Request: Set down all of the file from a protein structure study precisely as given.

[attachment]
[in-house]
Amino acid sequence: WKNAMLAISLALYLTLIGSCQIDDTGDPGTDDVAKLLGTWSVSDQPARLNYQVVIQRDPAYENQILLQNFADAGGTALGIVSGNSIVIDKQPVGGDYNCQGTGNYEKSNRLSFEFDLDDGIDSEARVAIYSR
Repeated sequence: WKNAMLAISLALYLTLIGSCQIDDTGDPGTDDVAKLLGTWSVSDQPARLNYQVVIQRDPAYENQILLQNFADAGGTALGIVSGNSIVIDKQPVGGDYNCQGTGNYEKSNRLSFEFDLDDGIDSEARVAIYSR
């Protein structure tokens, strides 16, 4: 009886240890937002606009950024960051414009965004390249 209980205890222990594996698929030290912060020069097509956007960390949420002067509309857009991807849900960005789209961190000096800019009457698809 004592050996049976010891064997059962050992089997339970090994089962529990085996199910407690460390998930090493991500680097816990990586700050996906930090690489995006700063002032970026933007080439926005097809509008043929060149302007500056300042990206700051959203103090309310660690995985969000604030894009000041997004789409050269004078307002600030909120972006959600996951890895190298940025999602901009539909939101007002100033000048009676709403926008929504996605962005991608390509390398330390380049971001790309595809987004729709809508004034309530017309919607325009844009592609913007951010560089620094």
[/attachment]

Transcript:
[in-house]
Amino acid sequence: WKNAMLAISLALYLTLIGSCQIDDTGDPGTDDVAKLLGTWSVSDQPARLNYQVVIQRDPAYENQILLQNFADAGGTALGIVSGNSIVIDKQPVGGDYNCQGTGNYEKSNRLSFEFDLDDGIDSEARVAIYSR
Repeated sequence: WKNAMLAISLALYLTLIGSCQIDDTGDPGTDDVAKLLGTWSVSDQPARLNYQVVIQRDPAYENQILLQNFADAGGTALGIVSGNSIVIDKQPVGGDYNCQGTGNYEKSNRLSFEFDLDDGIDSEARVAIYSR
């Protein structure tokens, strides 16, 4: 009886240890937002606009950024960051414009965004390249 209980205890222990594996698929030290912060020069097509956007960390949420002067509309857009991807849900960005789209961190000096800019009457698809 004592050996049976010891064997059962050992089997339970090994089962529990085996199910407690460390998930090493991500680097816990990586700050996906930090690489995006700063002032970026933007080439926005097809509008043929060149302007500056300042990206700051959203103090309310660690995985969000604030894009000041997004789409050269004078307002600030909120972006959600996951890895190298940025999602901009539909939101007002100033000048009676709403926008929504996605962005991608390509390398330390380049971001790309595809987004729709809508004034309530017309919607325009844009592609913007951010560089620094």